It seems like most of the questions on job applications are the same no matter where you apply. If this can be done for college applications, why can’t it be done for jobs?
Isn’t that sort of what a resume is?
It is done, at least in some fields. All of the school districts in Northern Ohio seem to outsource their applications to the same company, which lets you re-use the same information for multiple districts.
It would work well for “What is your greatest weakness?” – “I work too hard, and don’t take enough vacation”, but “What is your lifelong dream?” – “To work for %COMPANY_NAME%” was a little too blatant.
It took a long time for it to happen to the colleges. There was no common application when I applies in the 1970’s. Anyone know when the common application was developed, and how long it took to spread? (According to Wikipedia, even now it is used by only 517 schools.)
Oh, if only there were a standardized resume! And if only it would be used by the find-a-job websites!
A couple of electronic application forms I’ve encountered are happy to pull the information from LinkedIn (which works a lot better than the ones that attempt to pull it from my resume).
I’ve applied for a lot of jobs in academia, and I’ve noticed that community colleges all seem to use the same application web form. For what it’s worth, I have found these to be HUGELY tedious and frustrating. Even though they’re all the same, the information isn’t stored centrally, so if you apply for a job at another college you have to fill everything in again. There is no option to just upload a resume and be done with it; every box on every page must be filled, or the application is flagged as “incomplete” and therefore unacceptable. To give you an idea of what a long slog these forms are, one of the first boxes you have to fill in is the name of the high school you attended. Since I have 30 years experience and a couple of advanced degrees, you’d think my being a high school graduate would be assumed, but no.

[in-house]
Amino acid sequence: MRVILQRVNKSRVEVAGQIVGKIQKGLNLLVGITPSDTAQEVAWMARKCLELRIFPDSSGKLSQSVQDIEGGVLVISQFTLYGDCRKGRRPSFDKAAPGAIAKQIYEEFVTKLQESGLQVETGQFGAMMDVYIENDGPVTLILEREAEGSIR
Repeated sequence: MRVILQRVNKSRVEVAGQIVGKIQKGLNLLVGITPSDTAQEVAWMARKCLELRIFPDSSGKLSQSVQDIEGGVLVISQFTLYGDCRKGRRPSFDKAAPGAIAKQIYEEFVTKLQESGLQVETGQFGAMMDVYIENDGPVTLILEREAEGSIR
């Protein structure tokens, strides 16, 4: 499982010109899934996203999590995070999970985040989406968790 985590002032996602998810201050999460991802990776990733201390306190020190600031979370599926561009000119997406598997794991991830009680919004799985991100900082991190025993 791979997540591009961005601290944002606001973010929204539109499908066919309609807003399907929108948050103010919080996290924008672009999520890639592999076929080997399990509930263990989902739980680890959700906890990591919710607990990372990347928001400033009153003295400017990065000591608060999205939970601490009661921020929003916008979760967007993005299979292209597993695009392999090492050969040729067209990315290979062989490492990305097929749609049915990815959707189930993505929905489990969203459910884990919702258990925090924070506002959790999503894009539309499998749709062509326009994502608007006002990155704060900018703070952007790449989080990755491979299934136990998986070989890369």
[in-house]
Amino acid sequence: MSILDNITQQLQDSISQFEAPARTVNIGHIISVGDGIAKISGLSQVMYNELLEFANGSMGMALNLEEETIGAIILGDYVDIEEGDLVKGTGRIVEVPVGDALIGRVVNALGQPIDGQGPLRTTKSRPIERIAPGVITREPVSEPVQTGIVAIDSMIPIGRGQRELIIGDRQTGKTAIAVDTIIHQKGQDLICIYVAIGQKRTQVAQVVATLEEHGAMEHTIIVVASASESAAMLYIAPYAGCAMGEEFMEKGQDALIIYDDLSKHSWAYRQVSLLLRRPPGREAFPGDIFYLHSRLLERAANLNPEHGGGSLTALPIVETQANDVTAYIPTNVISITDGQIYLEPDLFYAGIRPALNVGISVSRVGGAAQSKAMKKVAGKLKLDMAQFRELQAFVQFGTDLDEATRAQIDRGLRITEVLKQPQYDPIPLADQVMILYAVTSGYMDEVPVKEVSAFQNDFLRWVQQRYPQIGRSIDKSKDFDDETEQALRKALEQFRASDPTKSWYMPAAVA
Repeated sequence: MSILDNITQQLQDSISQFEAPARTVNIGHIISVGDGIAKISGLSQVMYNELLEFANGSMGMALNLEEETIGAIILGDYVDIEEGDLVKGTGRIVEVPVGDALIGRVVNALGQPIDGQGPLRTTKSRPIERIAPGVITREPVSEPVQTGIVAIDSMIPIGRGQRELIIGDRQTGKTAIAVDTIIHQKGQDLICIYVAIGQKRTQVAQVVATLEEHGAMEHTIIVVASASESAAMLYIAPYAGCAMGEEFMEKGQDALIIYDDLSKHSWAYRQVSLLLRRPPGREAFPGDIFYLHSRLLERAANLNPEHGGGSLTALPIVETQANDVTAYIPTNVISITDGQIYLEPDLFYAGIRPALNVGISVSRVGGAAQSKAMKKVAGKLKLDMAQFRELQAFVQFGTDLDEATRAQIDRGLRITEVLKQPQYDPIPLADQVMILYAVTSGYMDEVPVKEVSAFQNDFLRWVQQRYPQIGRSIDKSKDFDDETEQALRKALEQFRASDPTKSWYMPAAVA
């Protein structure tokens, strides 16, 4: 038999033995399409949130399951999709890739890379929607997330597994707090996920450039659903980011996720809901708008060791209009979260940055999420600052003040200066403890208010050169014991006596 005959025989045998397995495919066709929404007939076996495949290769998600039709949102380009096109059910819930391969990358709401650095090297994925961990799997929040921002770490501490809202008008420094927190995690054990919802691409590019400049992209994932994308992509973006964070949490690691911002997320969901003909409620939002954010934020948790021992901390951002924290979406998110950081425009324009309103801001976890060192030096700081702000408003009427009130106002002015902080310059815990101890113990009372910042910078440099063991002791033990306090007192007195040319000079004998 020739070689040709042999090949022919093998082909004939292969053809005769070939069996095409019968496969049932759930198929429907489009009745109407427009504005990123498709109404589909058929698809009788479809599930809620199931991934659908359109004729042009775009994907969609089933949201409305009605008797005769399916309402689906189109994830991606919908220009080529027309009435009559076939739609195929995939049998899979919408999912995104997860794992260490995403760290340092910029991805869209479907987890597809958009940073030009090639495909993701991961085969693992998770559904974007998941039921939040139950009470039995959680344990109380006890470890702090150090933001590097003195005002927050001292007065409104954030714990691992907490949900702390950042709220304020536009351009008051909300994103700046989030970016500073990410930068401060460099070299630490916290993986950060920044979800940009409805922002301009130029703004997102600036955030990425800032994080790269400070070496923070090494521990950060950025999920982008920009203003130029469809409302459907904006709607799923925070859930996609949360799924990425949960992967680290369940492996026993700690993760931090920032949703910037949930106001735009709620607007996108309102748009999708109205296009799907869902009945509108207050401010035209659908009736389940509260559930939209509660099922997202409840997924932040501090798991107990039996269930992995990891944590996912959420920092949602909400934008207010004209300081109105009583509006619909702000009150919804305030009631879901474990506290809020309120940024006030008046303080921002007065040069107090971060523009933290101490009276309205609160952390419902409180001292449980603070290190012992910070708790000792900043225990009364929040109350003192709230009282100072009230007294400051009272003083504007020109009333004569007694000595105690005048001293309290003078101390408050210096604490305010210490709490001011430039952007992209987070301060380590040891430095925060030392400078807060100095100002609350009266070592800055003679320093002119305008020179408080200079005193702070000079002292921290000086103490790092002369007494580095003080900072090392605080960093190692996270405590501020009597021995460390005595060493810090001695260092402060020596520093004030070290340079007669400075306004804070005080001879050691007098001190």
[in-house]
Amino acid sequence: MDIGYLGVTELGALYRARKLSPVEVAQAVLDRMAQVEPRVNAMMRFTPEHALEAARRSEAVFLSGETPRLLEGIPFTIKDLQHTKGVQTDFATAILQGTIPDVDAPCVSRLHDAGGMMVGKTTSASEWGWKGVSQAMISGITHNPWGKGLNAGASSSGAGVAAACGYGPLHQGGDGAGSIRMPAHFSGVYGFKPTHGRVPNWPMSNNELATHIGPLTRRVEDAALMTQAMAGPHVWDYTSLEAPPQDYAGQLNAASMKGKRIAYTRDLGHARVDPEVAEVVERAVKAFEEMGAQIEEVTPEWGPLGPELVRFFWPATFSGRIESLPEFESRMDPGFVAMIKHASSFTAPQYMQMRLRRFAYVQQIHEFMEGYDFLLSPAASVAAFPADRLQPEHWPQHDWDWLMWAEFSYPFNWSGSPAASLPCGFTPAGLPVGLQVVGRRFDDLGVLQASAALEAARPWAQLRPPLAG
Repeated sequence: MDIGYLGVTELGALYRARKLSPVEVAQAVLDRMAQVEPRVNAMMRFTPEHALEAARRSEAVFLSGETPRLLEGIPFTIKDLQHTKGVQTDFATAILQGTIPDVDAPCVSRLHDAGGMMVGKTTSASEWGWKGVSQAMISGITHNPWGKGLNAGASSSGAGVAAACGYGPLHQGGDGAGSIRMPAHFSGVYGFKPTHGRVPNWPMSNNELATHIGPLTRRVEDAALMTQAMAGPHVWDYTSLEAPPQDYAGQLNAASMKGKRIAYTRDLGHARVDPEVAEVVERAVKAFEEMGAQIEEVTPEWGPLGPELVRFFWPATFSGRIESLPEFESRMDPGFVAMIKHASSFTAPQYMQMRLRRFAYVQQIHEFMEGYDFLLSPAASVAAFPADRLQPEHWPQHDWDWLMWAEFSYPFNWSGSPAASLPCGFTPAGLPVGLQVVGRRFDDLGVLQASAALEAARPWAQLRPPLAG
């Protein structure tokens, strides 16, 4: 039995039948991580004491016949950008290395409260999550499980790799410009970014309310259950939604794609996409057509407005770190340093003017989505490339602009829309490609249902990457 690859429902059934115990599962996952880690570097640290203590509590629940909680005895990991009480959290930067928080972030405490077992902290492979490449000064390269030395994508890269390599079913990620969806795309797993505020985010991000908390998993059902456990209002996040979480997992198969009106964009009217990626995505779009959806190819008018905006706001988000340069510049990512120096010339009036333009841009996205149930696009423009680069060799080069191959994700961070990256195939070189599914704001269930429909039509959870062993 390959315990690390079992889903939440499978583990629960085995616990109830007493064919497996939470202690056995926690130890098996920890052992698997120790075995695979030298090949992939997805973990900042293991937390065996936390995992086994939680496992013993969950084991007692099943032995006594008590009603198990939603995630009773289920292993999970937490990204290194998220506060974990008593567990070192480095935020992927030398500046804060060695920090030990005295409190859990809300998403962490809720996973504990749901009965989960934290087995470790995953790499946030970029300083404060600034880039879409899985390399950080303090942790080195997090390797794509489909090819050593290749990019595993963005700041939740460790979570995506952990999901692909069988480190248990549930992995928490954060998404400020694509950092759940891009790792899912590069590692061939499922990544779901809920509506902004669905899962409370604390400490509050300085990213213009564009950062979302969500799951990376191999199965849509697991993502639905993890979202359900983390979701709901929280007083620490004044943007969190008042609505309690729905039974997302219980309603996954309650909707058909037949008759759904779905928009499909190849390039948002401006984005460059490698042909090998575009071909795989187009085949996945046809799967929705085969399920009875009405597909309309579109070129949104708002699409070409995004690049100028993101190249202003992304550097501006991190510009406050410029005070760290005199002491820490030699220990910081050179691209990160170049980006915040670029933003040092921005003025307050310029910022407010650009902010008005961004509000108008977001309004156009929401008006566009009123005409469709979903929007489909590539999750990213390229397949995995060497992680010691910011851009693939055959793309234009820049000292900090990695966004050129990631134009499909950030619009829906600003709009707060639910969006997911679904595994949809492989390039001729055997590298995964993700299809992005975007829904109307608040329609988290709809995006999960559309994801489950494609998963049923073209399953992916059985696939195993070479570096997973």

I’ve had employment applications that asked my elementary school.
I’ve always wondered if perhaps they don’t really care what you enter there, but are actually testing to see whether you fill it in or not. Some bosses will prefer the guy who fills it in (“This is someone who follows directions!”), and some will prefer the guy who leaves it blank (“I’m never gonna hire the spineless wimp who tells me useless information!”).
Well, there’s Oracle’s Taleo. I believe it will pull from LinkedIn and a site of their own. If improperly used, Taleo is hell on earth for job seekers. Employers tend to leave all the questions active so you need to input things like your GPA for elementary school and a hundred other questions. All the location fields are drop down menus that include EVERY discovered land in the world including uninhabited islands. If they limit it to questions that are covered by your LinkedIn account, it can work okay, but that’s rarely the case. The fields tend to be required so you can’t even submit without completing them.
That can backfire. There used to be a common app for federal jobs, for instance. That was pretty cool, except it asked every possible question that every agency might want. Applicants for senior executive positions had to put their typing speed down, for instance. It was pages and pages long.
With computers, though, I think it’s worth trying. You could fill in whatever is relevant and let employers pick what they want. But unless they’re all hiring from a big job bank or something, employers have little incentive to do it. It’s easier for them to make applicants just do the work. Which is what they’re hiring you to do anyway.